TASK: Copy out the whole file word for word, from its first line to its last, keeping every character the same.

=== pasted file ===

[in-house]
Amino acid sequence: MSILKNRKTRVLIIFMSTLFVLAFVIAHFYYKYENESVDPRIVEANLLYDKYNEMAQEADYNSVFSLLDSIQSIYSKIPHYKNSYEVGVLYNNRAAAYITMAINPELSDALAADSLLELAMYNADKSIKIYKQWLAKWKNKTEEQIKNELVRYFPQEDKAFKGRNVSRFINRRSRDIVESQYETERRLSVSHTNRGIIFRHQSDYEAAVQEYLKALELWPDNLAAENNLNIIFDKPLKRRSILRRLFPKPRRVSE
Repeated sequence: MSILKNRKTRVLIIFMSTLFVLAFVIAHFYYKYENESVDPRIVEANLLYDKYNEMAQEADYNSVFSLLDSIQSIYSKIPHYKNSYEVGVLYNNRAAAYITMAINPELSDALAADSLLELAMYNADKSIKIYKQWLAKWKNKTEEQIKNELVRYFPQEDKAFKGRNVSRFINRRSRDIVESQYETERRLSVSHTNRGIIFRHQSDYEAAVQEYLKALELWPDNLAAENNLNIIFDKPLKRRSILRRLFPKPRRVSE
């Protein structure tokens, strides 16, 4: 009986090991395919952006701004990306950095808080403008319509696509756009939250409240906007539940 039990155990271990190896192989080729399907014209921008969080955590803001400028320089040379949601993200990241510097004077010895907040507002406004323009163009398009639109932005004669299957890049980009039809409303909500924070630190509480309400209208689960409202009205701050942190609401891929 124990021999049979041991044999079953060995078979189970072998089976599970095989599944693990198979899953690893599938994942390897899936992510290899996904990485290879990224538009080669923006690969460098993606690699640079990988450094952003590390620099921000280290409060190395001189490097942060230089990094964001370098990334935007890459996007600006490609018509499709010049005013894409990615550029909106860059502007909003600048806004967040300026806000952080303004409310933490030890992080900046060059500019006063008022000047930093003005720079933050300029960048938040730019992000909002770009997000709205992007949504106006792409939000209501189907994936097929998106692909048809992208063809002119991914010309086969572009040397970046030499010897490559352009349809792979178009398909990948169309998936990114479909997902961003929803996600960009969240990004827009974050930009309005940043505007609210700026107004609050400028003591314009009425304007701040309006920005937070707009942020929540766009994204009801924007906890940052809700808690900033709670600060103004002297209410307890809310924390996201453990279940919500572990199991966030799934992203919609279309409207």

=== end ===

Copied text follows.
[in-house]
Amino acid sequence: MSILKNRKTRVLIIFMSTLFVLAFVIAHFYYKYENESVDPRIVEANLLYDKYNEMAQEADYNSVFSLLDSIQSIYSKIPHYKNSYEVGVLYNNRAAAYITMAINPELSDALAADSLLELAMYNADKSIKIYKQWLAKWKNKTEEQIKNELVRYFPQEDKAFKGRNVSRFINRRSRDIVESQYETERRLSVSHTNRGIIFRHQSDYEAAVQEYLKALELWPDNLAAENNLNIIFDKPLKRRSILRRLFPKPRRVSE
Repeated sequence: MSILKNRKTRVLIIFMSTLFVLAFVIAHFYYKYENESVDPRIVEANLLYDKYNEMAQEADYNSVFSLLDSIQSIYSKIPHYKNSYEVGVLYNNRAAAYITMAINPELSDALAADSLLELAMYNADKSIKIYKQWLAKWKNKTEEQIKNELVRYFPQEDKAFKGRNVSRFINRRSRDIVESQYETERRLSVSHTNRGIIFRHQSDYEAAVQEYLKALELWPDNLAAENNLNIIFDKPLKRRSILRRLFPKPRRVSE
């Protein structure tokens, strides 16, 4: 009986090991395919952006701004990306950095808080403008319509696509756009939250409240906007539940 039990155990271990190896192989080729399907014209921008969080955590803001400028320089040379949601993200990241510097004077010895907040507002406004323009163009398009639109932005004669299957890049980009039809409303909500924070630190509480309400209208689960409202009205701050942190609401891929 124990021999049979041991044999079953060995078979189970072998089976599970095989599944693990198979899953690893599938994942390897899936992510290899996904990485290879990224538009080669923006690969460098993606690699640079990988450094952003590390620099921000280290409060190395001189490097942060230089990094964001370098990334935007890459996007600006490609018509499709010049005013894409990615550029909106860059502007909003600048806004967040300026806000952080303004409310933490030890992080900046060059500019006063008022000047930093003005720079933050300029960048938040730019992000909002770009997000709205992007949504106006792409939000209501189907994936097929998106692909048809992208063809002119991914010309086969572009040397970046030499010897490559352009349809792979178009398909990948169309998936990114479909997902961003929803996600960009969240990004827009974050930009309005940043505007609210700026107004609050400028003591314009009425304007701040309006920005937070707009942020929540766009994204009801924007906890940052809700808690900033709670600060103004002297209410307890809310924390996201453990279940919500572990199991966030799934992203919609279309409207």